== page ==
How to Prepare Heavy Clay and Sandy Soils for Planting

Soil is the secret sauce of gardening. While it may just look like brown dirt, it is the lifeblood for healthy plants. Unfortunately, many of us work with poor native soil that leaves our trees, shrubs, and perennials wanting more. The landscape near our Blooms Greenhouse in Laporte, Indiana, tends to be on opposite sides of the spectrum: clay or sand. Both of these soil types have their share of benefits and drawbacks when it comes to gardening. Here’s how you can prepare heavy clay and sandy soils for planting, ensuring your plants get everything they need to not only survive—but thrive!

Soil swatches

Types of Soil

Every yard is unique. While our local landscape mainly consists of clay and sand, let’s take a look at all of the most common types—there’s a good chance you have some unique combination of all of these in your very own backyard.

  • Clay: The most common soil type in our region, clay is compact and likes to hold onto too much water. It is slow to drain and causes some plants to become waterlogged and eventually suffocate.
  • Sandy: These soils can be a gardener’s nemesis as they contain very few nutrients, tend to drain quickly, and can be slightly acidic. Homes near the lake tend to have sandier soils.
  • Silt: Can be an excellent soil as it retains water well and has higher amounts of nutrients. It also drains well.
  • Peat: Is not typically found in the everyday landscape. It’s often found in bogs and is a highly fertile, slightly acidic substrate that holds water well while allowing excess to drain away.
  • Chalky: Defined by alkalinity. Plants that thrive in this soil need to be able to tolerate a PH of 7.1 and higher.  
  • Loam: Ahhh, the ideal combination of sand, silt, and clay!

How to Prepare Your Soil for Successful Planting

For this article, we will solely focus on how to prepare clay and sandy soils for planting because those are the two predominant types in our area. The key to changing any soil type is through amendments. Amendments are additions we add to our native soil to improve quality, drainage, and plant health. Let’s start with that sticky, stubborn clay and learn how to prepare it for planting.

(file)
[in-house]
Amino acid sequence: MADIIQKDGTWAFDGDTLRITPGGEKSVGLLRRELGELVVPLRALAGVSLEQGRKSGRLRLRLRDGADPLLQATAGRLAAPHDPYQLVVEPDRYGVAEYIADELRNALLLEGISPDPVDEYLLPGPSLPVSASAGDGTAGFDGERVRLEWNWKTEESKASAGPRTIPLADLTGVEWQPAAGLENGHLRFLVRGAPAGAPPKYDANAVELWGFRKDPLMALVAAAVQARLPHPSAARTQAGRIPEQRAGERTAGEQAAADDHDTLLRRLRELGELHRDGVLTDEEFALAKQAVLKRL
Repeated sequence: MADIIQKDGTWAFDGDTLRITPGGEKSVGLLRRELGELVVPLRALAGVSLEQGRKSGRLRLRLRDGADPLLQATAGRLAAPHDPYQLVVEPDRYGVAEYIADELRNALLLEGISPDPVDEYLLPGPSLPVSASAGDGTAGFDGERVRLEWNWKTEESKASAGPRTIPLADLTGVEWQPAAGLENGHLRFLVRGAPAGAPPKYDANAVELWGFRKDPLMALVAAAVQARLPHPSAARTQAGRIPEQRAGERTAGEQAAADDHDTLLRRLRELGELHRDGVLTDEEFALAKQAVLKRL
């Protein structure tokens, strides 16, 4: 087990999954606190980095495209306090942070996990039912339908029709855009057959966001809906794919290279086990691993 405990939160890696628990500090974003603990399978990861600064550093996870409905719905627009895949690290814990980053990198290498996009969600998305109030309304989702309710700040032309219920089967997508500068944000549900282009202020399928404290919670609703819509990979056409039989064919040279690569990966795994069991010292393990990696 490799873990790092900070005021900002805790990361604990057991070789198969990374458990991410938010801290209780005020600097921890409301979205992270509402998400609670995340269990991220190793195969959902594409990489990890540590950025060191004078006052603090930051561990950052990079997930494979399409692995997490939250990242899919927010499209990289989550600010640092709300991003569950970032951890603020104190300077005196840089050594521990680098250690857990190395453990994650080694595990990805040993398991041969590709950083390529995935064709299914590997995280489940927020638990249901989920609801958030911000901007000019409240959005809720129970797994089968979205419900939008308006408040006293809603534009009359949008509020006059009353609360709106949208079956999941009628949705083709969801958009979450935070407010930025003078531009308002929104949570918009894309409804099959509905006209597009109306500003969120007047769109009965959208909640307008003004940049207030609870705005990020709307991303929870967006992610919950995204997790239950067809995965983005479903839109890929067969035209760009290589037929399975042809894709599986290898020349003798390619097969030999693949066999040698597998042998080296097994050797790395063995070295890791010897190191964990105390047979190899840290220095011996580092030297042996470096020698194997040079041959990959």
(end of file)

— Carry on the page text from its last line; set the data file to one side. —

bucket scooping soil

How to Amend Clay Soil and Prepare it for Planting

It’s not all bad. While clay has poor drainage, it does contain quite a few nutrients that plants need to thrive, such as calcium, potassium, and magnesium. You most likely have clay soil if you notice pooling water in areas of your landscape when it rains—and conversely, cracking dry ground at times of drought. Clay also sticks heavily to garden tools such as shovels and spades. 

While many trees and perennial shrubs have roots robust enough to work through clay, it proves more difficult to successfully grow bulbs, vegetables, and smaller perennials with finer root systems in this heavy substance. The good news is that it’s not that hard to fix! Here are a few steadfast amendments to add to your clay soil and how to prepare it for planting.

  • Compost is your new best friend. While it can benefit every soil type, compost is especially beneficial for clay. It is composed of nutrient-rich organic matter and improves drainage. 
  • Aluminum Sulfate or Sulfur adds acidity to the soil and is another worthwhile amendment as clay tends to be alkaline.
  • Gypsum, Perlite, and Vermiculite improves drainage; again, something clay could use more of.

All of these are worthy amendments to mix in with your native clay soil. There is one thing to be aware of, though. If you simply dig your planting hole and amend it with a mixture of these amendments, you aren’t fixing the problem. Sure your plants will be happy for a while, but the moment the roots try to stretch their feet into the surrounding clay, it will be like hitting a brick wall. 

Ideally, you should measure out the entirety of your gardening space and amend it all at once; this may mean you need to pull up some existing plants and transplant them after the amendments are complete. The quantity of amendments is dependent on how much you need to change your soil structure. In general, laying 8 inches of compost and then thoroughly mixing it into the top foot of the landscape will help a great deal.

wheelbarrow full of soil

How to Amend Sandy Soil and Prepare it for Planting

We all love a sandy beach, but not a sandy garden. While sand does improve drainage and is an essential element, too much of it will not offer an ideal habitat for your garden plants. Learn how to prepare your sandy soil for planting with the following amendments:

  • Compost is still your best friend. While it can benefit every soil type, compost is beneficial for sand as it adds nutrient-rich organic matter and improves moisture retention—something sandy soil needs desperately.
  • Peat Moss is high in nutrients, offers great drainage and moisture retention. 

As we mentioned above, these amendments are best added and mixed into the entire garden landscape, ensuring an overall change to the soil structure and not just planting pockets. 

Altering your landscape is doable with a bit of elbow grease. Once your amendments are in place, go ahead and happily plant your garden, knowing that they are going into a healthy environment in which they will thrive. 

Still not sure how to prepare your clay or sandy soils for planting? Come see us! Our experts can guide you through. 

Recent Blogs

Coordinating Fall Mums, Grasses, and More in Your Landscape

It’s just around the corner—the season of all things pumpkin ...
Read More
chrysanthemum flowers

Refresh Your Fall Garden

Maintaining a bright, beautiful garden in the summer months is ...
Read More
colorful landscape

All-Season Color Hacks: How to Combine Annuals and Perennials in Your Landscape

It's one of the toughest challenges a gardener can have—how ...
Read More